What’s stuck out about Chicago now that you’ve played a lot of foreign cities?
I can literally just see the city decay. Other than downtown, the wealthy parts, it’s abandoned man. Whole neighborhoods, no houses. It’s crazy. When you got dilapidated homes, it brings down the property value, the type of people that move places. I see it just plainly, man. Like, “I was living there all this time? Wow.” Yeah, man. It took a couple times for me to tour, like, everything changed about my view back home. See the whole difference, the buildings, the people, and everything.

How do you find music?
Man, I just go surfing on the Internet. I just look. It’s weird, a lot of people they mess with me, they say “let’s go to the record store.” And I say, “man I got a record store on my laptop!” I hate to sound like that, but I’m not looking for no records, man.

Internet came up, as far as I remember. We got the internet at our house in ’97, all it was was AOL. It’s totally different now. But I ain’t mad at it, because without the Internet, we wouldn’t be doing what we’re doing over the world. It’s about putting music out here now, once you put it out, people check you out at shows, they check you out, you got a fan base. It’s all good, I ain’t mad at nobody, if they came out yesterday, and got a million followers or fans, hey, I wanna take notes. (laughs) It could be the dumbest shit, but there has to be something that gets that many people liking it.

Has that always been your disposition towards other artists?
I don’t got no hate in my blood for nobody. Man, I always got my personal opinion. I don’t voice my personal opinion all the time. I’m not Kanye. (laughs) Words can come back to haunt you and shit. So I keep it to myself, especially with Chicago and the attention we getting with music, man. My mama helped me get humble, whenever I got a big head she’d slap the shit out of me. “Be respectful.” That’s what I learned.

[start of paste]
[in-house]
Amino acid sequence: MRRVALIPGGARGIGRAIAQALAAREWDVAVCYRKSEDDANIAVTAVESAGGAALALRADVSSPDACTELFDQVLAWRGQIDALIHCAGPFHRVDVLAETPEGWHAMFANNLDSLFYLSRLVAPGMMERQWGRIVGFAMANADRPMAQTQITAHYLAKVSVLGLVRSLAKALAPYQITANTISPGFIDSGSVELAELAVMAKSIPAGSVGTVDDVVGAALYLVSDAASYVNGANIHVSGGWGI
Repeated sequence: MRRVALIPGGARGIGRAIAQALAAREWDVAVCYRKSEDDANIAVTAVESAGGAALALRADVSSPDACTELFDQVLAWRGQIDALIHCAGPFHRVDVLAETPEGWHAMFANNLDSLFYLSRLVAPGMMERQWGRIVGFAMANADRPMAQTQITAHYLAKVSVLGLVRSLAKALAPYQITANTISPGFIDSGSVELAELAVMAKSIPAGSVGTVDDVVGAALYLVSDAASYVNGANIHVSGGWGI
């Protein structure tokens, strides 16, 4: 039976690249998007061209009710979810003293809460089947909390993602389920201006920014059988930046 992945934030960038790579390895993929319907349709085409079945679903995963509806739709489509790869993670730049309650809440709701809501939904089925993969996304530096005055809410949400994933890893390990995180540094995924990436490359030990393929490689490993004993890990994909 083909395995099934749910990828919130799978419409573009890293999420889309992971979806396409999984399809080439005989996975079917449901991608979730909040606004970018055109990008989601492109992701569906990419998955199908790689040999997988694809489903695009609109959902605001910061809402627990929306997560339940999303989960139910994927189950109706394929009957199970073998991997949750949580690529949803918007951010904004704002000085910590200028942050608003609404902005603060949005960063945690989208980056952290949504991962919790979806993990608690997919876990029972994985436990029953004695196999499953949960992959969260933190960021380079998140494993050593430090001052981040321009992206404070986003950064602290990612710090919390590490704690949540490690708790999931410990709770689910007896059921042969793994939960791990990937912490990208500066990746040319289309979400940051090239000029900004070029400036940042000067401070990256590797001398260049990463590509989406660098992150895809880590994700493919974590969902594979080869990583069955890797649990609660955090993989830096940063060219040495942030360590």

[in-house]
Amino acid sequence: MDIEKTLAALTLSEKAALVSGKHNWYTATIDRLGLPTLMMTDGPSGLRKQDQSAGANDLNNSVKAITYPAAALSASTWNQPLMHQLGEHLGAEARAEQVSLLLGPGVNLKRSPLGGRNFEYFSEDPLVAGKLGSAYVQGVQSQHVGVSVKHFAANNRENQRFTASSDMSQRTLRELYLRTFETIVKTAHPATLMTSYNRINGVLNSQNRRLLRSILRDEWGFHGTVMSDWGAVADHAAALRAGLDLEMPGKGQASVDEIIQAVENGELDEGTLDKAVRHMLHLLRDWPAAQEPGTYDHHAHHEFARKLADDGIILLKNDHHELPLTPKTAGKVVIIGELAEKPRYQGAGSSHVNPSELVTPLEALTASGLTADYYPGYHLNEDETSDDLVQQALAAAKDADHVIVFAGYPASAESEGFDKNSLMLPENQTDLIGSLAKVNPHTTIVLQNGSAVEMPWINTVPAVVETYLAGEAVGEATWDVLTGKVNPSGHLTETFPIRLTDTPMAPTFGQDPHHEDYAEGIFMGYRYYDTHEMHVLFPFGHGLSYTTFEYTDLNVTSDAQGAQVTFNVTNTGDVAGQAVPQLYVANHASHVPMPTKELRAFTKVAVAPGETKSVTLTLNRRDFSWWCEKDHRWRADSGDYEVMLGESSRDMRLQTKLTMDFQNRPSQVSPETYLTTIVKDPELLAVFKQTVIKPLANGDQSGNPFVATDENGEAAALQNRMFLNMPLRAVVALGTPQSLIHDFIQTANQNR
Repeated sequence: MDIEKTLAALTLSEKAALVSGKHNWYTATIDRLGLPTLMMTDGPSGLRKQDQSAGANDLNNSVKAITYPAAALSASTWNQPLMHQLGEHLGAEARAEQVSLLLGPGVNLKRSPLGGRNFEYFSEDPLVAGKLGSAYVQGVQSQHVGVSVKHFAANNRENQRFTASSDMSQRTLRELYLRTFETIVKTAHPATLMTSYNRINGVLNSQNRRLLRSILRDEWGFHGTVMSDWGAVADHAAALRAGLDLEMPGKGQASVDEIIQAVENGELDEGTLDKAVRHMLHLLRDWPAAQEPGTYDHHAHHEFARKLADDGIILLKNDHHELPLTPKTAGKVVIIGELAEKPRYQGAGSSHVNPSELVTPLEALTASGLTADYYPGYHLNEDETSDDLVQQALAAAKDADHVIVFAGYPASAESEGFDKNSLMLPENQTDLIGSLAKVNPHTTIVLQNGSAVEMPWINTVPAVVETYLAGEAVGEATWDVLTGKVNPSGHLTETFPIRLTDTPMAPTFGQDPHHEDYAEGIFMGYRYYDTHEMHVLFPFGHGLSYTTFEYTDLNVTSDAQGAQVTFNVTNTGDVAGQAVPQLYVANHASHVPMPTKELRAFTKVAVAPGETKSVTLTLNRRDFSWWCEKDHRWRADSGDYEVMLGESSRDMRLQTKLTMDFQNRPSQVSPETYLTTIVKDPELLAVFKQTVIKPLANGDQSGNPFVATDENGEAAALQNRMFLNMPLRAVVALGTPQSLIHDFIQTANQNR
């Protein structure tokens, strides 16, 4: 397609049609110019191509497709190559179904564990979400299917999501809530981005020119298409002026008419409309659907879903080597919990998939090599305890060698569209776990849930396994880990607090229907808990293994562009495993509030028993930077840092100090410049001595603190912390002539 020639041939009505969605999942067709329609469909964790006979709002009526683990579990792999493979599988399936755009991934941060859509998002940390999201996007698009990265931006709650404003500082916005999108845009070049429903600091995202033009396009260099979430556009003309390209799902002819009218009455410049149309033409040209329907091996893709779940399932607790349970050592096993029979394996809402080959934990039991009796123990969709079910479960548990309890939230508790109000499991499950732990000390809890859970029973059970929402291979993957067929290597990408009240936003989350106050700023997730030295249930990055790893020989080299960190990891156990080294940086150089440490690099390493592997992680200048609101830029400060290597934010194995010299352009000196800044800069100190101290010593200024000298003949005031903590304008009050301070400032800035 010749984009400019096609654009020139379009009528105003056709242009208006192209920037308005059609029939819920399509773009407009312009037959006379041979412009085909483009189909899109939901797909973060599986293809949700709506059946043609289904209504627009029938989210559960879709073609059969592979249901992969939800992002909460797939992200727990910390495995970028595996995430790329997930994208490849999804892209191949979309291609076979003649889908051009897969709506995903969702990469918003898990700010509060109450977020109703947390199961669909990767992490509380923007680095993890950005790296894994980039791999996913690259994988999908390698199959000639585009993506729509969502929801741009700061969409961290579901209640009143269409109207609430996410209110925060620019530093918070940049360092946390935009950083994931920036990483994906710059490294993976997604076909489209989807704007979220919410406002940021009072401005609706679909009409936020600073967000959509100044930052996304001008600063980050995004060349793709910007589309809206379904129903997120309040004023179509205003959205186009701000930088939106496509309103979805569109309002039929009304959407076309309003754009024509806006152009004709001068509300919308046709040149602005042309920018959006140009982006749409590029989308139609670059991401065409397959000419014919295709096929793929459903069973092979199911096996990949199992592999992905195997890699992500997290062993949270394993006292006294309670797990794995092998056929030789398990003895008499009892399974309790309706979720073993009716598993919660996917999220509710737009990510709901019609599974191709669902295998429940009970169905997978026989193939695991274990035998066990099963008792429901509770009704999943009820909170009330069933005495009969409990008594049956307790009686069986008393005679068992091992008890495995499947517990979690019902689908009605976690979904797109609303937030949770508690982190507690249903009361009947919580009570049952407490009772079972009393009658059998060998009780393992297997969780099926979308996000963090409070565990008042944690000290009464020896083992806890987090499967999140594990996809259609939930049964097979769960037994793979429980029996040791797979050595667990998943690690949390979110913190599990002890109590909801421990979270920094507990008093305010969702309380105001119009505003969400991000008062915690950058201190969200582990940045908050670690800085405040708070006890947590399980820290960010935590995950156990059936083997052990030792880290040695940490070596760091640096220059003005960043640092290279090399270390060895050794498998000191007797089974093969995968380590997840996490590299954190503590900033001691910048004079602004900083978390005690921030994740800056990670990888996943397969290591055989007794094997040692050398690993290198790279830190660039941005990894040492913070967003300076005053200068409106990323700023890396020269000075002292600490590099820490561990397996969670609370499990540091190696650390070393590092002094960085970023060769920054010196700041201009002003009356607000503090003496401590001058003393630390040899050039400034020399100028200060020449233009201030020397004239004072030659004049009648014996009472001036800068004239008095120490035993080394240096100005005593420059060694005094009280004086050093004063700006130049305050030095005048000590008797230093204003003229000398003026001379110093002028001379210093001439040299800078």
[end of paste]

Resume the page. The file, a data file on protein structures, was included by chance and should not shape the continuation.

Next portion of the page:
Humility, respect, that’s the keys of life, right there. To be a man, with respect and dignity, just be humble, period. Appreciate what God gave you. If you don’t, it’s gonna get taken from you. As quick as you come up, you’d fall. I appreciate everything, being here talking with you man. I can’t say it was a specific dream, but it was in the making of a plan Rashad and I thought of a long time ago. “We see a lot of people doing music, why can’t we do it?” We persevered. We stuck with it.

You’ve seen a lot.
A lot of people come and go.

What’s a constant, when you’re pursuing your art?
Family. My family always there. And I got good friends, my friends are always there for me.

You and Rashad are longtime friends.
Man, hell yeah, man. That’s my brother right there. All of us at TEKLIFE, we brothers. We might get on each others nerves, we party hard, and we work harder. That’s the work ethic, right there.

You can follow Toronto-based writer Eric Zaworski via Twitter: @peacelovez.

  • LZRKMMNDR

    excellent, if a bit chilling, interview